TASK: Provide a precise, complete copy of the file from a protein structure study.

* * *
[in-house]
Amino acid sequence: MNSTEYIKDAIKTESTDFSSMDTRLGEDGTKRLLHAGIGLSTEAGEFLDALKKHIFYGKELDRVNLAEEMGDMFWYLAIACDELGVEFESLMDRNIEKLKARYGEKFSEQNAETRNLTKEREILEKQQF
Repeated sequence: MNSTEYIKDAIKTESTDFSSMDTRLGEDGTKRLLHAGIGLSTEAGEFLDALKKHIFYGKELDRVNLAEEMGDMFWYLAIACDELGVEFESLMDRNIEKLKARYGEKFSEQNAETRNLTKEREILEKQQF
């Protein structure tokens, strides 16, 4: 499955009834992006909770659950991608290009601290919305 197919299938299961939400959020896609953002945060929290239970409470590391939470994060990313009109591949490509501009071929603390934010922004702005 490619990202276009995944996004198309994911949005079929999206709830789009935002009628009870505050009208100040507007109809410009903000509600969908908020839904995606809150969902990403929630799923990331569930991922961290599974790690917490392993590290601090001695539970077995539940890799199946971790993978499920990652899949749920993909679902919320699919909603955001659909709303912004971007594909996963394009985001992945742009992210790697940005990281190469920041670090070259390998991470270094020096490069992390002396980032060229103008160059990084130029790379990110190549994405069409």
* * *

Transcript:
[in-house]
Amino acid sequence: MNSTEYIKDAIKTESTDFSSMDTRLGEDGTKRLLHAGIGLSTEAGEFLDALKKHIFYGKELDRVNLAEEMGDMFWYLAIACDELGVEFESLMDRNIEKLKARYGEKFSEQNAETRNLTKEREILEKQQF
Repeated sequence: MNSTEYIKDAIKTESTDFSSMDTRLGEDGTKRLLHAGIGLSTEAGEFLDALKKHIFYGKELDRVNLAEEMGDMFWYLAIACDELGVEFESLMDRNIEKLKARYGEKFSEQNAETRNLTKEREILEKQQF
């Protein structure tokens, strides 16, 4: 499955009834992006909770659950991608290009601290919305 197919299938299961939400959020896609953002945060929290239970409470590391939470994060990313009109591949490509501009071929603390934010922004702005 490619990202276009995944996004198309994911949005079929999206709830789009935002009628009870505050009208100040507007109809410009903000509600969908908020839904995606809150969902990403929630799923990331569930991922961290599974790690917490392993590290601090001695539970077995539940890799199946971790993978499920990652899949749920993909679902919320699919909603955001659909709303912004971007594909996963394009985001992945742009992210790697940005990281190469920041670090070259390998991470270094020096490069992390002396980032060229103008160059990084130029790379990110190549994405069409």